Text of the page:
People are selfish and greedy. They look at walleye with a $20/lb mindset, as if releasing a 27" walleye is basically tossing $60-80 in the water and watching it swim away.

 

Exactly!

Share this post


Link to post
Share on other sites
Stick in Mud

I have absolutely no problem with people keeping fish, so long as they follow the law.  And I don't know if it's necessarily selfish and greedy to hope for a meal of fish after a day on the lake.  

 

I just genuinely don't understand why people avoid a lake simply because they have to let everything go -- *when* the bite is as good as it has been. I wouldn't  grind it out on Mille Lacs all day long to catch a few fish...but that's not been necessary for quite a few years now.  I have many friends who will spend all day fishing a different lake, catching a few fish and maybe keeping some of those...while everyone's whackin' 'em on the Pond. Oh well...More empty water for me. :)

  • Thumbs Up 2

Share this post


Link to post
Share on other sites
BringAnExtension
On ‎3‎/‎1‎/‎2017 at 1:01 PM, BassThumb. said:

People are selfish and greedy.

 

I don't know that I would label everyone as selfish and greedy.

 

I would say that it all depends on how you view fishing.  Myself, I head out to enjoy and relax.  The bonus for me comes if the fish are biting.  I really don't care if I get to keep any fish.  In fact, I rarely keep fish.  So, I will be making a couple of trips out there fighting Stick in Mind for space this summer.

 

5 hours ago, Stick in Mud said:

I have absolutely no problem with people keeping fish, so long as they follow the law.

 

Exactly.  As long as they are within the rules, then go ahead and keep them.

Share this post


Link to post
Share on other sites
Net_Man

We really need some new leadership handling regulations and a change on who they are obtaining input from. Find me one person that does not believe that Mille Lacs Lake is one of Minnesota's top 5 walleye destinations and yet it has the most screwed up regulations year after year for last 10 years or so.

 

Catch and release for walleyes? No problem. I can deal with catch and release but these closures I am sick and tired of. Give us back night fishing and surely give us back fall night fishing!

 

If you want to reduce hooking mortality then it should be done with some common sense regulations and not through closures.  I can't think of another lake that this type of logic of closures is being used to reduce hooking mortality.  Barbless hooks seems to be the most common attempt at other locations. No live bait is another common but more extreme method. Find me 1 person that would disagree with the effectiveness of reducing hooking mortality of these 2 methods. No, surely not is effective as every one sitting at home on their couch or out fishing on another lake.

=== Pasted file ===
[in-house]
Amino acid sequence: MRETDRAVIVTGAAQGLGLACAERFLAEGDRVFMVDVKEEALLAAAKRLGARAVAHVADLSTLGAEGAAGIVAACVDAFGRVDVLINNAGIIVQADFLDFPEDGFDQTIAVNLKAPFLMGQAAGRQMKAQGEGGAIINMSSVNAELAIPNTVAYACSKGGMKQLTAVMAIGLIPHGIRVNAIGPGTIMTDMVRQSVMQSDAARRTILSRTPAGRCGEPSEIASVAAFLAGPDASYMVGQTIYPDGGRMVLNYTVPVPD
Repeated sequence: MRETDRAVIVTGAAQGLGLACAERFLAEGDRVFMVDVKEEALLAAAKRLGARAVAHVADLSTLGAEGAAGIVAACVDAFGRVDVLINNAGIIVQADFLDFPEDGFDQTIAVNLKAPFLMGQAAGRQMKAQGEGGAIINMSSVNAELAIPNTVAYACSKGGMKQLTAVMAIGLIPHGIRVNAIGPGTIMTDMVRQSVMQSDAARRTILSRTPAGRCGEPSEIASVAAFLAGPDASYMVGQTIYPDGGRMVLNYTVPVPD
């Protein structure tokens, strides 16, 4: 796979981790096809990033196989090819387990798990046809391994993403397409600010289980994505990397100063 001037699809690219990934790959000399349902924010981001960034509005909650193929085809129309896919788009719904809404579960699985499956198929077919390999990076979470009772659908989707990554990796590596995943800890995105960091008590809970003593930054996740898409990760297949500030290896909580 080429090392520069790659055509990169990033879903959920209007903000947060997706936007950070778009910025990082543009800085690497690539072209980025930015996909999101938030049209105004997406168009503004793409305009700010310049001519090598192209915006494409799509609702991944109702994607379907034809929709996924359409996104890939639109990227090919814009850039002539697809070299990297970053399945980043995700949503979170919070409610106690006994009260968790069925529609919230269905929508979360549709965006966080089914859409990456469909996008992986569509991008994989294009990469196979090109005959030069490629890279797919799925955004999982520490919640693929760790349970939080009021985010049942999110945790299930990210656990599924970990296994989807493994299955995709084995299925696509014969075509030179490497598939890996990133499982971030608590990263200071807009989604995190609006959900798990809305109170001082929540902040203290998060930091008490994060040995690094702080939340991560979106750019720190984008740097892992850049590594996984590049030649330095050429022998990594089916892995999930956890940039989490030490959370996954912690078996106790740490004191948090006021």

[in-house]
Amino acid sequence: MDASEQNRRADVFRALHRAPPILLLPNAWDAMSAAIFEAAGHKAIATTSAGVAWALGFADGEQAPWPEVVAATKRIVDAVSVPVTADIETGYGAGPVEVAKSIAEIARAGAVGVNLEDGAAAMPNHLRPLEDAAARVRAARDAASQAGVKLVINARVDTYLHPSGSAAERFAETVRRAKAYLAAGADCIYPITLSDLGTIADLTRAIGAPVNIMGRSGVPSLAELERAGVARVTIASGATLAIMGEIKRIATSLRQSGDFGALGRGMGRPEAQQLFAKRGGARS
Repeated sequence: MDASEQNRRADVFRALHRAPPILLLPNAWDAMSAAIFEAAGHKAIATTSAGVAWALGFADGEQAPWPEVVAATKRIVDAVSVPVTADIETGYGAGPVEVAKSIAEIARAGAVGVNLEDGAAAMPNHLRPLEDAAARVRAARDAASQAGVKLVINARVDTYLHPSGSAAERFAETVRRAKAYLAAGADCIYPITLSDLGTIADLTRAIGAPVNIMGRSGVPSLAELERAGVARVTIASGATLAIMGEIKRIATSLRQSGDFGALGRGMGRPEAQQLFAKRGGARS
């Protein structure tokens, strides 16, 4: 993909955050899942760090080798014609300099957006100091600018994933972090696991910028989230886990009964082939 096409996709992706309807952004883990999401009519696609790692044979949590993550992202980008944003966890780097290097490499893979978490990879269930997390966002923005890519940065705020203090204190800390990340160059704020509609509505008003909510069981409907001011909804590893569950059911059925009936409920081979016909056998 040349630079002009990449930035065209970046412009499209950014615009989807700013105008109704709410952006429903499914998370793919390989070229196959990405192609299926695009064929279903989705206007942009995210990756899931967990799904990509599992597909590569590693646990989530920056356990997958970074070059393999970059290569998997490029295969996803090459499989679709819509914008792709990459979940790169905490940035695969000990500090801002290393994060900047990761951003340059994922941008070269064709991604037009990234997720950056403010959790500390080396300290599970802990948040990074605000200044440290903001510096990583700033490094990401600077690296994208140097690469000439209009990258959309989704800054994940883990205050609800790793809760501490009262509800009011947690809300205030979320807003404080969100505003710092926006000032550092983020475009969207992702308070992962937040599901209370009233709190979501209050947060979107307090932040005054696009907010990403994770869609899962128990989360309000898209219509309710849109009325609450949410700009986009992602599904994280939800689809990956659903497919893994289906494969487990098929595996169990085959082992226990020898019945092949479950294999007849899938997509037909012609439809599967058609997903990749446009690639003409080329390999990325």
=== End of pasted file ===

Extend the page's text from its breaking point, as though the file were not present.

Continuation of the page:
I almost gave the DNR some credit last spring with the announcement of no live bait. Quite a ballsy move I thought but surely effective but then they caved................

 

I would like a honest conversation with the state of the walleye population in the lake. It surely has some holes in size structure which we can argue on what is to blame this on but it surely is loaded with walleyes.

 

 

 

Share this post


Link to post
Share on other sites
Stick in Mud

I am with you, net_man.  I *hate* that I can't C&R walleyes in the fall.  I mean, what's hooking mortality at 6-12 ft deep with artificial lures in October and November?  I've never had a fish not swim away, and I can't remember one that didn't do it in a hurry.  Drives me crazy, as fall trolling on Mille Lacs is one of my favorite ways to catch fish.  This year, thanks to the weather, we did get out in December...and the fishing was nuts.  If only we had been able to be out all fall...

 

I wonder if the night ban in the fall (even if we haven't hit our quote) has more to do with enforcement than anything else.  I have no idea what's said at meeting I ain't invited to.